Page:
So, I just watched this The dawn of the age of holograms talk on TED.
And, right from the very first frame of the holographic footage in the demonstration—giving the impression to the audience that this is what they would see if they were wearing a Hololens—what you are seeing is a total and utter bullshot. In REALITY, what you see through the Hololens view window is more “like standing 2 feet away from a 15″ monitor” and it entirely cuts off anything that goes beyond that small window. The demonstration in the talk, while showing partly what the general idea of augmented reality is about, is also a total and utter bullshot of the Hololens tech that this “talk” is really just a glorified advert for.
Here’s the lie:
Here’s a much better representation of what the real thing actually looks like (albeit with low quality holograms and minus the 3D effect and sense of absolute position in the real world that you get in the actual headset, obviously):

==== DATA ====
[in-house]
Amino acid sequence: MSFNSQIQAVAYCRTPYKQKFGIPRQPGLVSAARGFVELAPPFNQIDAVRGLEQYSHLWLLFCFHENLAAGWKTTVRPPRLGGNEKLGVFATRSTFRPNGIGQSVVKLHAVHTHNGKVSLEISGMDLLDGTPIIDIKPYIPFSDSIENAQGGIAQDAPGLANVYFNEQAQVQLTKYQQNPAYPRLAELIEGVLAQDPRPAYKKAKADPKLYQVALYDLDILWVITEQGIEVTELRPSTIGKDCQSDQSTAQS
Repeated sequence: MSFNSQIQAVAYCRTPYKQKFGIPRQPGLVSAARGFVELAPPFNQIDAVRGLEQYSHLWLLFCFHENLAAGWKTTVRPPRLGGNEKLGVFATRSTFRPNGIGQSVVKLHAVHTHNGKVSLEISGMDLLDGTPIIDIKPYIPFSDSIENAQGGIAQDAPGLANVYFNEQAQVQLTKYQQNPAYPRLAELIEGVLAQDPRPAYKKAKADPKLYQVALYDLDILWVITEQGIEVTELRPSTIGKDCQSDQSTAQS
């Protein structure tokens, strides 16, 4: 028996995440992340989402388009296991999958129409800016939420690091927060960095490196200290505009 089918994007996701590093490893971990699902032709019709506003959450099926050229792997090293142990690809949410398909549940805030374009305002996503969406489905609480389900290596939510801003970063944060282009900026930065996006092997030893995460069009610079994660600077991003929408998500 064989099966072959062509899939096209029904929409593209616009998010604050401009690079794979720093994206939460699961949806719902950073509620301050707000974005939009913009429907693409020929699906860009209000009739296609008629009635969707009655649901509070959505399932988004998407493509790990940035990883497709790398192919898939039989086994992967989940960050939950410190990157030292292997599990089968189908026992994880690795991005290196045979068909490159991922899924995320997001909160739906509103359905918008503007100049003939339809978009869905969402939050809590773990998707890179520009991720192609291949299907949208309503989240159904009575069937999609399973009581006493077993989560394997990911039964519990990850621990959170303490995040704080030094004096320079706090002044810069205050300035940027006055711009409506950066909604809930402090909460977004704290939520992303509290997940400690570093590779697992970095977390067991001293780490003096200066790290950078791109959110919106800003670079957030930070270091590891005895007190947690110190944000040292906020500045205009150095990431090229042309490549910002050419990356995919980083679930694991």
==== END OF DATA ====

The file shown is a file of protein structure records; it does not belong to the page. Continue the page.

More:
And, if you pay attention to Microsoft’s own ad for Hololens, you can see the limited view window there too—during those few moments where Microsoft is being a bit more honest—but even here it’s intentionally trying to make the effect as subtle as possible, so the casuals and noobs will largely miss it entirely:
Also, none of us should drink the Kool-Aid about the “preserving your peripheral vision” line in the official Microsoft ad. It’s a hologram, so you can already see all around the room anyway; no limited-size window is actually necessary to avoid you bumping into stuff or whatever. AR is not VR, where you are totally immersed in the experience and can’t see anything else outside of the simulated world.
Here’s the truth:
So, sure, the idea’s cool, but right now it’s not all it’s cracked up to be (as anyone who’s actually demoed it will attest to):
Alex Kipman is basically a marketing tool, spewing out a lot of meticulously composed and well rehearsed marketing bull—and that gets my back up.